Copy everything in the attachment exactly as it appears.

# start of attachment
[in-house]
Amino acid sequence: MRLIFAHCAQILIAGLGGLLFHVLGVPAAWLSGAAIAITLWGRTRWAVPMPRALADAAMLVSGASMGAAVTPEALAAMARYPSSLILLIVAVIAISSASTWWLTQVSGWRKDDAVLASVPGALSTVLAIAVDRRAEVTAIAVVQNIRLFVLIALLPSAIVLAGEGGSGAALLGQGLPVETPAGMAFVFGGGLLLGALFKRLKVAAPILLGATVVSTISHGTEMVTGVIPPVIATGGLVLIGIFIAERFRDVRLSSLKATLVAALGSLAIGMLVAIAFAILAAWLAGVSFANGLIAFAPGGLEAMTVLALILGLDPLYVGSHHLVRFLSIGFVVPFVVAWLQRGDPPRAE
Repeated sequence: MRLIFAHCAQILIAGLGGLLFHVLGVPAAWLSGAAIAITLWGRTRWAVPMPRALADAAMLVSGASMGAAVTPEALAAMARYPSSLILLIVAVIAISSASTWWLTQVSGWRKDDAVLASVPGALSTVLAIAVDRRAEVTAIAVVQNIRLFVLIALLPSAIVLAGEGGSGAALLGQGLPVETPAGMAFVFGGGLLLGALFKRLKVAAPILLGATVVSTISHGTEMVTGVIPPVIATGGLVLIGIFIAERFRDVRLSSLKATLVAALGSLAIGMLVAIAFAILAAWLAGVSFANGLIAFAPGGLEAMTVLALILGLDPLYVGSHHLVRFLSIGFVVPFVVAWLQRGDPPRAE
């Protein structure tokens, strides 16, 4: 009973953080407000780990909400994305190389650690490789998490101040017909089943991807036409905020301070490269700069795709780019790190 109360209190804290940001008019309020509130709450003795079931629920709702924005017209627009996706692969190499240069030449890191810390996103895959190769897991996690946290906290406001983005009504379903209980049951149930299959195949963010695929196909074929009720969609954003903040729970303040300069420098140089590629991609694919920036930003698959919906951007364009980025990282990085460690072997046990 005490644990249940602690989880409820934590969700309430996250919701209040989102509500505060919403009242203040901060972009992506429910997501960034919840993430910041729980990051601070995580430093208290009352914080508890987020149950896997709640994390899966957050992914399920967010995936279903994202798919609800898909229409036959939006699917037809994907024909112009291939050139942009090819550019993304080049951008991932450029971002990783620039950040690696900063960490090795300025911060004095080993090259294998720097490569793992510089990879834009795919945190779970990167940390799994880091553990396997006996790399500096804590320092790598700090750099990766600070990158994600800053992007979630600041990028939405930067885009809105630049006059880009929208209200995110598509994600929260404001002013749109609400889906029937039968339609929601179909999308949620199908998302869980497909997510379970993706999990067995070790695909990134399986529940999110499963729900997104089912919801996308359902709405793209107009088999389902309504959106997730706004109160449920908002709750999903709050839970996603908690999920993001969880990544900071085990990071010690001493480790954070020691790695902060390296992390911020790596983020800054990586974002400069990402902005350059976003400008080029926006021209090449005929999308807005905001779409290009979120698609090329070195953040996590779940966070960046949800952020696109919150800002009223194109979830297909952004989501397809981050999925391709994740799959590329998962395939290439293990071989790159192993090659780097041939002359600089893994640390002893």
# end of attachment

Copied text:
[in-house]
Amino acid sequence: MRLIFAHCAQILIAGLGGLLFHVLGVPAAWLSGAAIAITLWGRTRWAVPMPRALADAAMLVSGASMGAAVTPEALAAMARYPSSLILLIVAVIAISSASTWWLTQVSGWRKDDAVLASVPGALSTVLAIAVDRRAEVTAIAVVQNIRLFVLIALLPSAIVLAGEGGSGAALLGQGLPVETPAGMAFVFGGGLLLGALFKRLKVAAPILLGATVVSTISHGTEMVTGVIPPVIATGGLVLIGIFIAERFRDVRLSSLKATLVAALGSLAIGMLVAIAFAILAAWLAGVSFANGLIAFAPGGLEAMTVLALILGLDPLYVGSHHLVRFLSIGFVVPFVVAWLQRGDPPRAE
Repeated sequence: MRLIFAHCAQILIAGLGGLLFHVLGVPAAWLSGAAIAITLWGRTRWAVPMPRALADAAMLVSGASMGAAVTPEALAAMARYPSSLILLIVAVIAISSASTWWLTQVSGWRKDDAVLASVPGALSTVLAIAVDRRAEVTAIAVVQNIRLFVLIALLPSAIVLAGEGGSGAALLGQGLPVETPAGMAFVFGGGLLLGALFKRLKVAAPILLGATVVSTISHGTEMVTGVIPPVIATGGLVLIGIFIAERFRDVRLSSLKATLVAALGSLAIGMLVAIAFAILAAWLAGVSFANGLIAFAPGGLEAMTVLALILGLDPLYVGSHHLVRFLSIGFVVPFVVAWLQRGDPPRAE
């Protein structure tokens, strides 16, 4: 009973953080407000780990909400994305190389650690490789998490101040017909089943991807036409905020301070490269700069795709780019790190 109360209190804290940001008019309020509130709450003795079931629920709702924005017209627009996706692969190499240069030449890191810390996103895959190769897991996690946290906290406001983005009504379903209980049951149930299959195949963010695929196909074929009720969609954003903040729970303040300069420098140089590629991609694919920036930003698959919906951007364009980025990282990085460690072997046990 005490644990249940602690989880409820934590969700309430996250919701209040989102509500505060919403009242203040901060972009992506429910997501960034919840993430910041729980990051601070995580430093208290009352914080508890987020149950896997709640994390899966957050992914399920967010995936279903994202798919609800898909229409036959939006699917037809994907024909112009291939050139942009090819550019993304080049951008991932450029971002990783620039950040690696900063960490090795300025911060004095080993090259294998720097490569793992510089990879834009795919945190779970990167940390799994880091553990396997006996790399500096804590320092790598700090750099990766600070990158994600800053992007979630600041990028939405930067885009809105630049006059880009929208209200995110598509994600929260404001002013749109609400889906029937039968339609929601179909999308949620199908998302869980497909997510379970993706999990067995070790695909990134399986529940999110499963729900997104089912919801996308359902709405793209107009088999389902309504959106997730706004109160449920908002709750999903709050839970996603908690999920993001969880990544900071085990990071010690001493480790954070020691790695902060390296992390911020790596983020800054990586974002400069990402902005350059976003400008080029926006021209090449005929999308807005905001779409290009979120698609090329070195953040996590779940966070960046949800952020696109919150800002009223194109979830297909952004989501397809981050999925391709994740799959590329998962395939290439293990071989790159192993090659780097041939002359600089893994640390002893």